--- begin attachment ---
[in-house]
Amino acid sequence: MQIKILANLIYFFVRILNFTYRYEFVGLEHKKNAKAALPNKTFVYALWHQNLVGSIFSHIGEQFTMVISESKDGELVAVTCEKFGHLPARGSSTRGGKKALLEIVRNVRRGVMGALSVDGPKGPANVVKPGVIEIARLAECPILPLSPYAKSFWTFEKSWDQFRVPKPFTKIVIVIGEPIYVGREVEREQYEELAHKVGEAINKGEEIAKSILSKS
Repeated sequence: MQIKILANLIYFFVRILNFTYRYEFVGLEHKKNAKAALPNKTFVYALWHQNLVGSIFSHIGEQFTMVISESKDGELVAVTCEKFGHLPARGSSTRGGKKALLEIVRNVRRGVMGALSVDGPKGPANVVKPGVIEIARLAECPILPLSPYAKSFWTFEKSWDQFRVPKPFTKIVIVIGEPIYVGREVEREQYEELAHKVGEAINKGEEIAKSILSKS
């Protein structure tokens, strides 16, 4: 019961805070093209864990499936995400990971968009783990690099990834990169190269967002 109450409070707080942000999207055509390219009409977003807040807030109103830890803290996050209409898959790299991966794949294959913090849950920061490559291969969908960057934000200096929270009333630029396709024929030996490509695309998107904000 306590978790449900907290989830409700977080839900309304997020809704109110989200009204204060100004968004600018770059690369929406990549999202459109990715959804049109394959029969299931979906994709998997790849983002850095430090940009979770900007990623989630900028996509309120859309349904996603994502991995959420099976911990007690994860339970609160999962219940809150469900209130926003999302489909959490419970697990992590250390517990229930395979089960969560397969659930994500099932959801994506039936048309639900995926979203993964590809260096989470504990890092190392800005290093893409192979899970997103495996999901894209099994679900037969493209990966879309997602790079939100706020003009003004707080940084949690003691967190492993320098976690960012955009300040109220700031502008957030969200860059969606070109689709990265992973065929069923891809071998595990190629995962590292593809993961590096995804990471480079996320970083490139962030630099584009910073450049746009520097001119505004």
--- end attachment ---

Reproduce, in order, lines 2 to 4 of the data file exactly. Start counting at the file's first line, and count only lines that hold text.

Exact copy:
Amino acid sequence: MQIKILANLIYFFVRILNFTYRYEFVGLEHKKNAKAALPNKTFVYALWHQNLVGSIFSHIGEQFTMVISESKDGELVAVTCEKFGHLPARGSSTRGGKKALLEIVRNVRRGVMGALSVDGPKGPANVVKPGVIEIARLAECPILPLSPYAKSFWTFEKSWDQFRVPKPFTKIVIVIGEPIYVGREVEREQYEELAHKVGEAINKGEEIAKSILSKS
Repeated sequence: MQIKILANLIYFFVRILNFTYRYEFVGLEHKKNAKAALPNKTFVYALWHQNLVGSIFSHIGEQFTMVISESKDGELVAVTCEKFGHLPARGSSTRGGKKALLEIVRNVRRGVMGALSVDGPKGPANVVKPGVIEIARLAECPILPLSPYAKSFWTFEKSWDQFRVPKPFTKIVIVIGEPIYVGREVEREQYEELAHKVGEAINKGEEIAKSILSKS
């Protein structure tokens, strides 16, 4: 019961805070093209864990499936995400990971968009783990690099990834990169190269967002 109450409070707080942000999207055509390219009409977003807040807030109103830890803290996050209409898959790299991966794949294959913090849950920061490559291969969908960057934000200096929270009333630029396709024929030996490509695309998107904000 306590978790449900907290989830409700977080839900309304997020809704109110989200009204204060100004968004600018770059690369929406990549999202459109990715959804049109394959029969299931979906994709998997790849983002850095430090940009979770900007990623989630900028996509309120859309349904996603994502991995959420099976911990007690994860339970609160999962219940809150469900209130926003999302489909959490419970697990992590250390517990229930395979089960969560397969659930994500099932959801994506039936048309639900995926979203993964590809260096989470504990890092190392800005290093893409192979899970997103495996999901894209099994679900037969493209990966879309997602790079939100706020003009003004707080940084949690003691967190492993320098976690960012955009300040109220700031502008957030969200860059969606070109689709990265992973065929069923891809071998595990190629995962590292593809993961590096995804990471480079996320970083490139962030630099584009910073450049746009520097001119505004």